On Race, Identity and Belonging
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**THE SUNDAY TIMES BESTSELLER** Where are you really from? You're British. Your parents are British. You were raised in Britain. Your partner, your children and most of your friends are British. So why do people keep asking you where you are from? Brit(ish) is about a search for identity. It is about the everyday racism that plagues British society. It is about our awkward, troubled relationship with our history. It is about why liberal attempts to be `colour-blind' have caused more problems than they have solved. It is about why we continue to avoid talking about race. In this personal and provocative investigation, Afua Hirsch explores a very British crisis of identity. We are a nation in denial about our past and our present. We believe we are the nation of abolition, but forget we are the nation of slavery. We are convinced that fairness is one of our values, but that immigration is one of our problems. Brit(ish) is the story of how and why this came to be, and an urgent call for change.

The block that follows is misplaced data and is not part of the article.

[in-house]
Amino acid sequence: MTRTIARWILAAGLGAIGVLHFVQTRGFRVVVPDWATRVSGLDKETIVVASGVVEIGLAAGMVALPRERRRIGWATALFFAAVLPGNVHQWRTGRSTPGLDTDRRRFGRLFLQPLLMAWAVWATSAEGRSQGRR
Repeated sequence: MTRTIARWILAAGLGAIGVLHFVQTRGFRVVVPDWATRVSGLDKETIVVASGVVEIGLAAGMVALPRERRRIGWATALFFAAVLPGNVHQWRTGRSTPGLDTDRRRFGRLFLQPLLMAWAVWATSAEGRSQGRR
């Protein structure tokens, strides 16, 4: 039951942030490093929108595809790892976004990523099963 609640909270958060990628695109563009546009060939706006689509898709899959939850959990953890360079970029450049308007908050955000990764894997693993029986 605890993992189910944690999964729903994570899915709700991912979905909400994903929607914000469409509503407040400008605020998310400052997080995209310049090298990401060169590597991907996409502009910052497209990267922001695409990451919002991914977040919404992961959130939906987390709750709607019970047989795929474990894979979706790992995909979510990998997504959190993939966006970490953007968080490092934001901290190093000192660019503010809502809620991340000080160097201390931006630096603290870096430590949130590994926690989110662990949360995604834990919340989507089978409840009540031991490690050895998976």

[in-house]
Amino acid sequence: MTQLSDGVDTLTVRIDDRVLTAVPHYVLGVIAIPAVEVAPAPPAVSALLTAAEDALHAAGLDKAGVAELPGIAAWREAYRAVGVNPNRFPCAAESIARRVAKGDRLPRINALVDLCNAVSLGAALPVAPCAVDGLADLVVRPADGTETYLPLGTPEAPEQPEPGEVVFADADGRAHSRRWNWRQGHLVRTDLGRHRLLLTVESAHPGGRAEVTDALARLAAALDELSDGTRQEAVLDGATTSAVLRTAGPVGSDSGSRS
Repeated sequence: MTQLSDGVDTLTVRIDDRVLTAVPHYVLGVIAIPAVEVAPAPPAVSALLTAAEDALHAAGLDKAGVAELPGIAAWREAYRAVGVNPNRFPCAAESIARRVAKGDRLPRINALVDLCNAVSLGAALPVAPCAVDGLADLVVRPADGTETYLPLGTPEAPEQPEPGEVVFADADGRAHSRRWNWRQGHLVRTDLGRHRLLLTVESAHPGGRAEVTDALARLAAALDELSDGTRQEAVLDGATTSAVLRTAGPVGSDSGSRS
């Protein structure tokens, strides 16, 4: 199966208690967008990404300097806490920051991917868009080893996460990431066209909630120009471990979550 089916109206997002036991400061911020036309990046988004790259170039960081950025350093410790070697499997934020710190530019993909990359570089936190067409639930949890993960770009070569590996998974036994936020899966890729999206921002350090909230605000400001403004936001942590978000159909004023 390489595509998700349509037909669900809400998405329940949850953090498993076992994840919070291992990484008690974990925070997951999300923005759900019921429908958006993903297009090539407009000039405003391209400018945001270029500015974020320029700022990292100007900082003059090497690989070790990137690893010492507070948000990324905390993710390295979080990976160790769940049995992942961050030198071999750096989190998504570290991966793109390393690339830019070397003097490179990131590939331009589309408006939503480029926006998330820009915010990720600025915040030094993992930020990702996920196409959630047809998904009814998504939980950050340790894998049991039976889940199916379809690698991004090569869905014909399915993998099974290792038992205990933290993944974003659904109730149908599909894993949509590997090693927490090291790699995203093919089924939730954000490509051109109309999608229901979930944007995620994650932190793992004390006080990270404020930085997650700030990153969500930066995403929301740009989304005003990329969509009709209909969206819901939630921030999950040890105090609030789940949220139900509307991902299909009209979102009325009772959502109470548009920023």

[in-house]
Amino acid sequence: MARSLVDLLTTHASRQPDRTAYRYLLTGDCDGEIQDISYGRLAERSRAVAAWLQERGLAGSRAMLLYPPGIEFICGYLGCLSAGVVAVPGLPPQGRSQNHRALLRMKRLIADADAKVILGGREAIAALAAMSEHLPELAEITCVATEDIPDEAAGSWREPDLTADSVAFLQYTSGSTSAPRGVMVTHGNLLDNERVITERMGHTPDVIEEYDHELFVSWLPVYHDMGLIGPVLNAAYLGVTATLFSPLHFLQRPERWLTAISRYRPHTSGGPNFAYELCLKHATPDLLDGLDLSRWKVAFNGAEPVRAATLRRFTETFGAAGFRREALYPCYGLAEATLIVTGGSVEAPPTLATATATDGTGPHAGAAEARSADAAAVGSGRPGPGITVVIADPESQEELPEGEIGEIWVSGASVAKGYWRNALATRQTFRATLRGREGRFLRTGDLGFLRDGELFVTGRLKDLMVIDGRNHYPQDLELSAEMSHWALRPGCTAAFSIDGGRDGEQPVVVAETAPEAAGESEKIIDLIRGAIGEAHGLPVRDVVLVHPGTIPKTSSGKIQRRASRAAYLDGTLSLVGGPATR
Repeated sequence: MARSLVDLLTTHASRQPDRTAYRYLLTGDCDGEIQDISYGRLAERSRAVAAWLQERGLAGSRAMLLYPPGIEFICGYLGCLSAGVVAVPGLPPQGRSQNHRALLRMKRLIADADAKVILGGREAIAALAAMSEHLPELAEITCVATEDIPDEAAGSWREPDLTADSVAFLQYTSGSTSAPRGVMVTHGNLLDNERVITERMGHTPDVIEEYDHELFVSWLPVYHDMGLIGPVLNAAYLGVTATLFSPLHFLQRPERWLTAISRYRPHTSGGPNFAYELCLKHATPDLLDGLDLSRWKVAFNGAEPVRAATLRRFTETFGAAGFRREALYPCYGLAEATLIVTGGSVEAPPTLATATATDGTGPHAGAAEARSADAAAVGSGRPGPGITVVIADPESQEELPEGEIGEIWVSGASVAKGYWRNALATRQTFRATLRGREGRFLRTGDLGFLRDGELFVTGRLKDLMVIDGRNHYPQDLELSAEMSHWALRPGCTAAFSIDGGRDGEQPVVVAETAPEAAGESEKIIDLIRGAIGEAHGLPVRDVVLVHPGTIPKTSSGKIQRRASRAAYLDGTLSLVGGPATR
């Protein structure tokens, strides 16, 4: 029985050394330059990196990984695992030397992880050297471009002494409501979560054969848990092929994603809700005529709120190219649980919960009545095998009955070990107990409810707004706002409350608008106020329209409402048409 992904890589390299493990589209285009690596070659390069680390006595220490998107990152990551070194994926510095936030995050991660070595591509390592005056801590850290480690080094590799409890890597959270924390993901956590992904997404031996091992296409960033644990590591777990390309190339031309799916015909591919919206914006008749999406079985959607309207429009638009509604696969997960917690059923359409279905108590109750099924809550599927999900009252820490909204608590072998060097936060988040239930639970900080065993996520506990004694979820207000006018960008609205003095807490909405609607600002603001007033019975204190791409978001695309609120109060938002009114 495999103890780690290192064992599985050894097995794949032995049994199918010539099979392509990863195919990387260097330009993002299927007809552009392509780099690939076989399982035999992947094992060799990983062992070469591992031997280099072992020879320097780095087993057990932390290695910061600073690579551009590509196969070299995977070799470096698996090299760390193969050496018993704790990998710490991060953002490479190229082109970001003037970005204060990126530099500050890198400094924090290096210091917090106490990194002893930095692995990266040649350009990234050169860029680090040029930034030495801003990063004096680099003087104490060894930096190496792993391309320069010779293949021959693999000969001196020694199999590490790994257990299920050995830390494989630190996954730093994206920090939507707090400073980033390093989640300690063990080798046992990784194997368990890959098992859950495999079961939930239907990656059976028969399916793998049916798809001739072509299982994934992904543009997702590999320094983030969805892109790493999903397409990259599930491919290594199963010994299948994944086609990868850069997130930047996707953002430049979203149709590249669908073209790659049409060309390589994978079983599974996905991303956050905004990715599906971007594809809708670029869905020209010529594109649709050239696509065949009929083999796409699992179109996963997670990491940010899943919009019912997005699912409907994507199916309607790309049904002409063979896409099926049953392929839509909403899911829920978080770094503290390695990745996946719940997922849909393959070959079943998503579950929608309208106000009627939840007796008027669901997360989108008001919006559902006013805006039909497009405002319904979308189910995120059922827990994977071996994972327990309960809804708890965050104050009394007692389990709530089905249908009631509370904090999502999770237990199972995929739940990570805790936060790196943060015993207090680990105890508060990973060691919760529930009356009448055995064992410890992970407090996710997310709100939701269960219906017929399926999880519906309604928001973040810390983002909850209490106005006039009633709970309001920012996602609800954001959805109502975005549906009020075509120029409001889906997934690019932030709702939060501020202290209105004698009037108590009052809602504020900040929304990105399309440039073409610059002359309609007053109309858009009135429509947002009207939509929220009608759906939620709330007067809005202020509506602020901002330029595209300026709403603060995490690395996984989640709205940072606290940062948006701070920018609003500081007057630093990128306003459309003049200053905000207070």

"Brit(ish) is a wonderful, important, courageous book, and it could not be more timely: a vital and necessary point of reference for our troubled age in a country that seems to have lost its bearings. It's about identity and belonging in 21st-century Britain: intimate and troubling; forensic but warm, funny and wise." -- Philippe Sands "Brit(ish) brings together a thoughtful, intelligent, accessible, informative investigation on Britain as a nation not only in the midst of an identity crisis but in denial of what it has been and still is." -- Dolly Alderton "Highly personal and yet instantly universal, this is a book that millions will instantly relate to. Hirsch places her own lifelong search for identity and a sense of Britishness against the backdrop of our national identity crisis. Part historical exploration, part journalistic expose of racism and class disadvantage in modern Britain, this is a book searching for answers to some very big questions. Delving behind words like 'prejudice', 'disadvantage', 'structural-racism' Hirsch unpacks the real world impact of these forces and on the lives of real people. Written with passion not anger, insight rather than resentment, on the issues of race, identity and the multiple meanings of Britishness this is the book for our divided and dangerous times." -- David Olusoga "Memoir, social analysis and an incisively argued challenge to unconscious biases: this is a truly stunning book on racial identity by a remarkable woman." -- Helena Kennedy "[A] bracing and brilliant exploration of national identity ... Through her often intensely personal investigations, she exposes the everyday racism that plagues British society, caused by our awkward, troubled relationship to our history, arguing that liberal attempts to be colour-blind have caused more problems than they have solved. A book everyone should read: especially comfy, white, middle-class liberals." -- Caroline Sanderson * The Bookseller, Editor's Choice * "This is less a polemic about the past than an attempt to illuminate the problems of the present. Hirsch is exacting in her observations of how this history manifests itself today... This is a fierce, thought-provoking and fervent take on the most urgent questions facing us today." -- Diana Evans * Financial Times * "A warm, informative and occasionally heart-wrenching blend of the personal and the political, and the messiness in between the two... She asks some uncomfortable questions, challenging us as individuals, the government, institutions and society at large, to think carefully about what constitutes Britishness and how it can be a term that embraces communities of colour in the UK... Hirsch's book is more than a countrywide conversation-starter, though: it's a deeply personal look at who she always knew she was, but didn't feel ready to say yet." -- Nikesh Shukla * Observer * "Skilfully blending memoir, history and social commentary around race, culture and identity. Hirsch writes with an incisive honesty that disproves the idea that privilege can be easily reduced to racial binaries... Hirsch shows us that the issues are complicated, that blackness is no more homogeneous than whiteness, and that we do need to talk about it if anything is to change." -- Bernardine Evaristo * Times Literary Supplement * "A dazzling book of stories ... Brit(ish) is, despite everything, a hopeful book ... It is impossible to do justice to the scope of this book ... The book teems with fascinating and uplifting as well as tragic stories ... This is writing that really shines." -- Martina Evans * Irish Times * "Brit(ish) is the work of a confident social guide ... The power of her writing matches that of other important black writers, among them [Paul] Gilroy and, going back two centuries, the American abolitionist John Brown Russwurm." -- Colin Grant * Guardian * "Searing ... Afua Hirsch's memoir adds a new chapter to the body of work on race in the UK." -- Burhan Wazir * New Statesman * "What truly rings loud throughout Brit(ish) is Hirsch's refusal to believe Britain's accepted version of our turbulent racial history ... If you're looking for a deeper delve into our hidden past, Brit(ish) is the book for you." -- Ava Welsing-Kitcher * Stylist * "An admirable guide to our mixed-up, mixed-race modern nation." -- Ian Thomson * Spectator * "Engaging and thought-provoking... Hirsch skillfully demonstrates how racism is so intrinsically embedded in our culture" * Nudge * "Hirsch's writing is powerful, and ranges across a good number of subjects... Beyond the personal experiences, there are lots of pertinent observations in Brit(ish). There are nuggets of history and eye-opening details about the slave trade, the American South and Hollywood ... Brit(ish) is a fiery essay." -- Kwasi Kwarteng * Sunday Times * "This is essential reading on identity, and how what it means to be British perhaps needs to be recalibrated." * Stylist * "Brilliant... Hirsch outlines a compelling vision for change... Her writing is both intensely personal and incredibly resonant: whatever your background and racial identity, Brit(ish) will make you think. " * Refinery29 * "Sure to be a conversation starter." -- Layla Haidrani * Metro * "Blazingly intelligent and beautifully written ... To those of us who swan easily through life, our place in it never questioned, Hirsch's book is both a sharp rejoinder and necessary wake-up call." -- Sarah Hughes * i News * "A stirring interrogation of race and identity from an exciting, sharp mind." -- Irenosen Okojie * Tablet * "Heart-warming, heart-breaking and informative." -- Jacinta Ruscillo * Melan Mag * "Engrossing ... we daresay that [Brit(ish) is] essential reading." * Pride Magazine, The Buzz List * "Tackles our squeamishness about race with wit and wisdom." -- Lucy Brooks * CultureWhisper * "An utterly fascinating book on important aspects of contemporary Britain." -- Marina Valzey * The Arts Desk * "An alarming and essential read." -- Olivia Ovenden * Esquire **10 Books We're Looking Forward To In 2018** * "London's Big Read wants to get the capital talking about [Brit(ish)] ... a personal and provocative exploration of British history, race, identity and belonging." -- Jessie Thompson * Evening Standard * "Afua Hirsch's new book uses the personal and political to take a good look at what it's like to be a person of colour here, now. Here's where you'll get an insight into what it means to be a mixed race and univocally British, yet continuously plagued with the question 'but where are you really from?'" -- Jazmin Kopotsha * Debrief * "An excellent read." -- Stephen Bush * Telegraph * "[A] personal and admirably honest account of her journey towards self-realisation as a woman of colour." * Camden New Journal * "A fascinating...deeply intelligent, witty and often moving exploration of race in modern Britain" -- Samira Ahmed * Mail on Sunday *